Happy reunion for new national treasure
S ometimes a performer, however good, can be around so long that people just take them for granted. The sheer consistency of their quality almost makes them invisible and they become something of a fixture in their musical scene.
But then sometimes a younger audience rediscovers them and suddenly everyone remembers how great they are.
It happened dramatically for Leonard Cohen after he appeared at Glastonbury in 2008 and now, after more than 40 years as one of the UK's premier folk musicians and songwriters, it seems to be happening for Steve Tilston, following the release of his 2011 CD The Reckoning.
Within a few months, the title song had garnered the Radio 2 2012 Folk Award for Best Original Song, thanks to the public vote, while the album itself deservedly gathered big critical plaudits. It was well-deserved praise for a set of typically well-crafted Tilston songs, casting a reflective eye on long life lived and leaving the eponymous "reckoning" to the younger generation.
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But it was probably an appearance on Jools Holland's Later… TV show that clinched it – playing solo, his frailing fingers skilfully driving his guitar, his honest and strong voice talking directly to the camera, Steve Tilston took those last few steps towards becoming a national treasure.
He's nicely unfased by the sudden attention, though.
"Well, I've noticed the numbers seem to be up at a lot of my gigs – but like my friend Chris says, after 60, everything's just gravy!" he says. "It's a nice thing about being an oldie that I can be a bit more picky about the gigs I take."
But he'll always take a Bristol gig, it seems: "It's my favourite city in England and I'll come down as often as I can. I lived there over ten years, you know."
Indeed – having recorded his 1971 debut album An Acoustic Confusion on the legendary Clifton-based Village Thing label (alongside such local institutions as Fred Wedlock and The Pigsty Hill Light Orchestra) he was a Bristol resident for two spells in the mid-Seventies and mid-Eighties and came back in 2003 to record his jazz-influenced Such And Such album with Andy Sheppard.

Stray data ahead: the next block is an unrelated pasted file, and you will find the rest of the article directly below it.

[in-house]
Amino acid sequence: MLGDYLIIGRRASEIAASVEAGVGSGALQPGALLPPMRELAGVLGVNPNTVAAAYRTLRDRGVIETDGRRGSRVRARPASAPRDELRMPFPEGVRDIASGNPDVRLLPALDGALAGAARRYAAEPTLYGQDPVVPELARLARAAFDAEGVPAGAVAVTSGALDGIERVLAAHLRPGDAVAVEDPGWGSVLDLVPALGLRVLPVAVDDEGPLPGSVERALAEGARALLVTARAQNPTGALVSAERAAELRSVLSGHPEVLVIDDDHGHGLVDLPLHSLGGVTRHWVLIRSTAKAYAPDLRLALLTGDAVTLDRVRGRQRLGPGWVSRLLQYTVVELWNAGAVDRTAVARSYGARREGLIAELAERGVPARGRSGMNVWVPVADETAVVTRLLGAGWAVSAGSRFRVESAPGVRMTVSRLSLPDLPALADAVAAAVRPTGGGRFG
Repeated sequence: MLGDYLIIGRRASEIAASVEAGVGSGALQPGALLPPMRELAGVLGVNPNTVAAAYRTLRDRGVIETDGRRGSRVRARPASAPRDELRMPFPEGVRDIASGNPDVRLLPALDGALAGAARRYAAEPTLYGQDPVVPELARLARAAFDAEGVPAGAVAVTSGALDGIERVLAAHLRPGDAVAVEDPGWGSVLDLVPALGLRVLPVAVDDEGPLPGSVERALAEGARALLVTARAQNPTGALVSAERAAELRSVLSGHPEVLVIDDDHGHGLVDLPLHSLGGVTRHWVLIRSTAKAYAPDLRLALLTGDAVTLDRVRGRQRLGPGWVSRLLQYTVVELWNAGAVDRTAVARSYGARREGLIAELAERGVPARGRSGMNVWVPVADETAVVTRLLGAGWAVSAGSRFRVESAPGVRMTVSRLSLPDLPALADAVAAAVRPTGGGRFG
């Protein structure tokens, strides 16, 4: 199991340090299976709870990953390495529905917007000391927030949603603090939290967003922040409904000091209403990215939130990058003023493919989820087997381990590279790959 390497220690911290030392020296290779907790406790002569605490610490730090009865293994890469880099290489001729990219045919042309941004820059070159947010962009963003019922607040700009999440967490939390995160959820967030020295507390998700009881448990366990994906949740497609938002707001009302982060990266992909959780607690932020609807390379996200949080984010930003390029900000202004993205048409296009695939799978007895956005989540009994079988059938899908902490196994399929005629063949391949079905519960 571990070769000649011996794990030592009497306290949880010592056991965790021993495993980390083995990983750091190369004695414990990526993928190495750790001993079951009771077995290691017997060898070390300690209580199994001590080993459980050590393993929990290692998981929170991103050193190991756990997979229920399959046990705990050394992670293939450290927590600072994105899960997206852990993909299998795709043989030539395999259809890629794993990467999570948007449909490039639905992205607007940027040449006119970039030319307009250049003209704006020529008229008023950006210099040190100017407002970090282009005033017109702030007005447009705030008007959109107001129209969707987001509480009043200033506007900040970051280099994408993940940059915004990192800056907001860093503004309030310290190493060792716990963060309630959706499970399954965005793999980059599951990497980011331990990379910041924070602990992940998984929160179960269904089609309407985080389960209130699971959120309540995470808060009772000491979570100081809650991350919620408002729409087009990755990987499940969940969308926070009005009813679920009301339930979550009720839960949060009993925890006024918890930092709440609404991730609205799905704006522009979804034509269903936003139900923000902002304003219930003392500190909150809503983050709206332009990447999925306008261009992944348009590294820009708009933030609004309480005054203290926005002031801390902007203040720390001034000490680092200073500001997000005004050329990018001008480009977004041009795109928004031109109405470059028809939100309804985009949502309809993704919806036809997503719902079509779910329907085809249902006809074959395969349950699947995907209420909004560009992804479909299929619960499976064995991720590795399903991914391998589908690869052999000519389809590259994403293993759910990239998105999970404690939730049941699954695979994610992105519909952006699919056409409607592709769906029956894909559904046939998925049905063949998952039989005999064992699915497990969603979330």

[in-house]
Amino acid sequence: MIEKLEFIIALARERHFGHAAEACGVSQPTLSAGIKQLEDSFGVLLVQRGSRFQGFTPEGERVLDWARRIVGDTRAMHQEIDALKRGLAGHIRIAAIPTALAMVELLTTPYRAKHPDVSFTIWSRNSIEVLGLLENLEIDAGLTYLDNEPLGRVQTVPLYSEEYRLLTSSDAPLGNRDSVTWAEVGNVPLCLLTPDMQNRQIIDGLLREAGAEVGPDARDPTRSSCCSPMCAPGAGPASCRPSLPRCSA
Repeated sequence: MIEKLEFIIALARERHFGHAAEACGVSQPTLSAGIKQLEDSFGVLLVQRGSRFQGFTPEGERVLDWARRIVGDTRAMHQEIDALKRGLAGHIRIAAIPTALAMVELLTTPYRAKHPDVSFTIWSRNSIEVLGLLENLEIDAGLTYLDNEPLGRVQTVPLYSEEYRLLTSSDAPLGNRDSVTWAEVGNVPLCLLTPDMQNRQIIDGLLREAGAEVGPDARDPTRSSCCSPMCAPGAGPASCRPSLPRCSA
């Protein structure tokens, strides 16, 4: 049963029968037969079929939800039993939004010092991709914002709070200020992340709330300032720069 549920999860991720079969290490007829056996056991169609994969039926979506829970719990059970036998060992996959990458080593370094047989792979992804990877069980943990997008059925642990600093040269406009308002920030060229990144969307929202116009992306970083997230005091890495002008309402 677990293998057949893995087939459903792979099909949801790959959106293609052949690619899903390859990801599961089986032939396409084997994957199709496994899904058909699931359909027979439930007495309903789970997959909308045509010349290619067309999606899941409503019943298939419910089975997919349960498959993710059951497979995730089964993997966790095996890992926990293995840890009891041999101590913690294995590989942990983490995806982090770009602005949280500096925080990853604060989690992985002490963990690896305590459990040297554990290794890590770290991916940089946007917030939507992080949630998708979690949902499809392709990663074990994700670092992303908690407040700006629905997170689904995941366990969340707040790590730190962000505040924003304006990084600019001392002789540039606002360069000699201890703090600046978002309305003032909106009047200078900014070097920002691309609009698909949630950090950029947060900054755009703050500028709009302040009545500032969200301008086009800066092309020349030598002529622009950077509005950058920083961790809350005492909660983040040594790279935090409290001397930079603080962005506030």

Somewhere along the way he formed enduring friendships with Bristol-based harmonica player (and latterly BBC Bristol presenter) Keith Warmington and fiddling demon Stuart Gordon, that led to them all sitting around in a dressing room before one of Steve's gigs. Naturally, they started to mess around with a tune or two.
"Suddenly it was an absolute delight and we all wanted to do more," says Steve. "Every time we play together as a trio it's a really great experience, so musically rewarding. We seem to have hit on something none of us could have predicted would work so well. And we're like three men in a boat because we have such pleasure in each other's company – it's a great way of earning a bob or two."
And it's a pleasure they'll be generously sharing with an audience when they appear at Bristol's Colston Hall for yet another of those happy reunions.
Steve Tilston, Keith Warmington and Stuart Gordon Sunday, June 10, Colston Hall 2, Bristol. See listings for details.